Higher Rates Are Killing The U.S. Housing Market

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Excerpt from Stanphyl Capital’s letter for the month of November 2018, discussing the higher rates are already killing the U.S. housing market.

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As noted in recent letters, through this entire bull market low interest rates were used to justify egregious earnings multiples on stocks, as well as creating those earnings via cheap mortgages, auto loans, debt-financed stock buybacks, etc., and yet now those rates have stabilized at considerably higher levels and a soaring budget deficit leading to a record amount of issuance combined with $50 billion/month in quantitative tightening and U.S. CPI inflation that now consistently hits or exceeds 2% implies those rates will remain elevated. The 10-year U.S. treasury yield has definitively broken its long-term downtrend and sits at over 3% while the 2-year yield of 2.8% handily bests the S&P 500’s 1.8%, thereby presenting an attractive alternative to an index priced at nearly 22x trailing GAAP earnings. While these higher rates are already killing the U.S. housing market...

...a nearly flat 2-10 curve...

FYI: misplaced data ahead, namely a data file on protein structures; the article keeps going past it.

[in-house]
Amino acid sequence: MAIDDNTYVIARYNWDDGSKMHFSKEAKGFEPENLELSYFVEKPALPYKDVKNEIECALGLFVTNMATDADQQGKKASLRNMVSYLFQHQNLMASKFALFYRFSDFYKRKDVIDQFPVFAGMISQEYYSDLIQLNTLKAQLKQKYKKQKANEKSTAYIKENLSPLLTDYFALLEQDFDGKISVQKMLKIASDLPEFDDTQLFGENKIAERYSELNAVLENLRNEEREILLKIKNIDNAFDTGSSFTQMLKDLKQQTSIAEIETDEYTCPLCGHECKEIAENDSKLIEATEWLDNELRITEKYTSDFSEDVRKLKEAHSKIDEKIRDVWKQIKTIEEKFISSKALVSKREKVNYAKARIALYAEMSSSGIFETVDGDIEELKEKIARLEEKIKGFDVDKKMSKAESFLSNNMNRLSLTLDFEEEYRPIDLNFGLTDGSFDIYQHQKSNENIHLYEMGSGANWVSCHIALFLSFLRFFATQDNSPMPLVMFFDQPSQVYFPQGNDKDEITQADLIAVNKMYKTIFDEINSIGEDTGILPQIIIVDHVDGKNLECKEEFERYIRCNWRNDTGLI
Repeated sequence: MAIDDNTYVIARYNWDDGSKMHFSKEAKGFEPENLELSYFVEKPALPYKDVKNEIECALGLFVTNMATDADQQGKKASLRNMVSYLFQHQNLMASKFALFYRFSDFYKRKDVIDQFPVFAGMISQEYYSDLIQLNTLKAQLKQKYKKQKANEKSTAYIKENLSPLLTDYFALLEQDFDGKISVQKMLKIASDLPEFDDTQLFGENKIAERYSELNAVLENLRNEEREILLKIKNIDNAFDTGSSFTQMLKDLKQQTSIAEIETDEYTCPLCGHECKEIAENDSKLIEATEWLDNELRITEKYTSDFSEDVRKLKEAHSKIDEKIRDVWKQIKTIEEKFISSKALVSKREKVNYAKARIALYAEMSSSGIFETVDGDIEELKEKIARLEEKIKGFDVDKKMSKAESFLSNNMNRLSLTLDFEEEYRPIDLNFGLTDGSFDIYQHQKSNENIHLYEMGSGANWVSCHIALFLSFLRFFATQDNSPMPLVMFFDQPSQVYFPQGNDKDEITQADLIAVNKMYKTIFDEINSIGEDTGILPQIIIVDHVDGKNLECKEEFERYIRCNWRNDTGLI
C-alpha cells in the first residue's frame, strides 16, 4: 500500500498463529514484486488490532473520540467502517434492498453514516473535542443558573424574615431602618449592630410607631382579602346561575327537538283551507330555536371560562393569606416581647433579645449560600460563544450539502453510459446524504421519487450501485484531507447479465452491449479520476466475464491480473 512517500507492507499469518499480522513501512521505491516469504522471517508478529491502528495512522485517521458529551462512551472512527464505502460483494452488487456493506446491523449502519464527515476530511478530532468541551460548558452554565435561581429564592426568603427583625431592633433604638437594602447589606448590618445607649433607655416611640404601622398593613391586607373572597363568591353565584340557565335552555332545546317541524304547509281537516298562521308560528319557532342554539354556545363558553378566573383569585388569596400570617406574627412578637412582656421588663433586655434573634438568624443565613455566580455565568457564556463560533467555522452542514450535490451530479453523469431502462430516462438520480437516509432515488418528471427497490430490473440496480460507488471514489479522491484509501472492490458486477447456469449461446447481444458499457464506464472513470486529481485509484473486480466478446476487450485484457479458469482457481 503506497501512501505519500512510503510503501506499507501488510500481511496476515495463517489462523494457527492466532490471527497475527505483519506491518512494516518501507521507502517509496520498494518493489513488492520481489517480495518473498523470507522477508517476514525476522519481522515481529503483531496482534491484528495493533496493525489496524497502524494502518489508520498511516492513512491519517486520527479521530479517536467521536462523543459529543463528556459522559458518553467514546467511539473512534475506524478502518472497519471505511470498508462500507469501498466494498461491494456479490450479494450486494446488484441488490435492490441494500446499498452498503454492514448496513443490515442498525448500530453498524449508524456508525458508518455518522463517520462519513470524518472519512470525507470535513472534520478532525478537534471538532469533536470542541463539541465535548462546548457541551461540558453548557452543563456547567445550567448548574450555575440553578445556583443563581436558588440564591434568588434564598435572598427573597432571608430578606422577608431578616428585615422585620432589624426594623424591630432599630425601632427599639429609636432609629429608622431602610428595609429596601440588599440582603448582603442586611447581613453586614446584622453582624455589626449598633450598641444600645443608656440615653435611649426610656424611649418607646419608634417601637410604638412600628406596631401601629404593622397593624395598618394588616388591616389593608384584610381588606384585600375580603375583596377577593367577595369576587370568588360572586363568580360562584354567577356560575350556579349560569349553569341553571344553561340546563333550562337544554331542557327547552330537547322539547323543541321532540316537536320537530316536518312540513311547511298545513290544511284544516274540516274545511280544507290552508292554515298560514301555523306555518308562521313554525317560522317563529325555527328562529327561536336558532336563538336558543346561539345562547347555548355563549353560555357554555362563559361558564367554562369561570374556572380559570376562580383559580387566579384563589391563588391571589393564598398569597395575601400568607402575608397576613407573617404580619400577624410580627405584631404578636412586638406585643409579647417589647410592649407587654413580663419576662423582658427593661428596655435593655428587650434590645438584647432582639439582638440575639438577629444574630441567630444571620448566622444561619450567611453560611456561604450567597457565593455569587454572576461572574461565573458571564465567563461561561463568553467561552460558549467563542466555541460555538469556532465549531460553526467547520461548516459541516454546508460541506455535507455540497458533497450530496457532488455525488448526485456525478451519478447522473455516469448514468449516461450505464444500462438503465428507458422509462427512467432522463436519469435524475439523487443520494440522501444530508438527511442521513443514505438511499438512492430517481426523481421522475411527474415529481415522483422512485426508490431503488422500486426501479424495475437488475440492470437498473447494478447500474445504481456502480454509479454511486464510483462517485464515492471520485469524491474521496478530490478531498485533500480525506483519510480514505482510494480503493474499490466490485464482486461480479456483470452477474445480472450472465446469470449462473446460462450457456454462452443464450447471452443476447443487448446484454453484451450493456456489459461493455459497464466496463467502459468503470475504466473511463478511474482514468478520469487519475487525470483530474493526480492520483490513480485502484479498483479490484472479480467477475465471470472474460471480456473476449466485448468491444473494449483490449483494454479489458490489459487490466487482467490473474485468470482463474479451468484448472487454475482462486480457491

Higher Rates

...and November’s ISM survey data...

Higher Rates

...indicate that a looming U.S. economic slowdown stretches beyond just "housing." These higher rates should result in declining corporate profit margins and an increase in defaults, while 2019’s earnings compared to 2018’s won’t be advantaged by year-over-year tax cuts (as 2018’s were vs. 2017’s), thereby making for much tougher comps. I thus continue to believe that—broadly speaking -- stocks will continue to slide (albeit with a few upside bounces along the way).

And yet as I’ve often said, I’d far prefer to be buying stocks than shorting them, and thanks to the recent market correction I’m finally starting to see some “microcap value” out there. In that light, let’s start this month with the long positions…

New to the fund for November are shares (still under accumulation, so I’m not yet ready to provide a name) in a microcap tech company in turnaround mode. This company has 40%+ gross margins and although it’s losing some money it has no debt and nearly seven years of cash burn (at the current rate) in the bank, and we’re buying it at an enterprise value of approximately just 0.05x (i.e. 5% of) revenue! As soon as we’re done accumulating the stock (it averages fewer than 50,000 shares a day and trades in the low single digits so it’s taking a few weeks to buy as much as I’d like), I’ll be happy to share the name with you. Hopefully that will be in next month’s letter.

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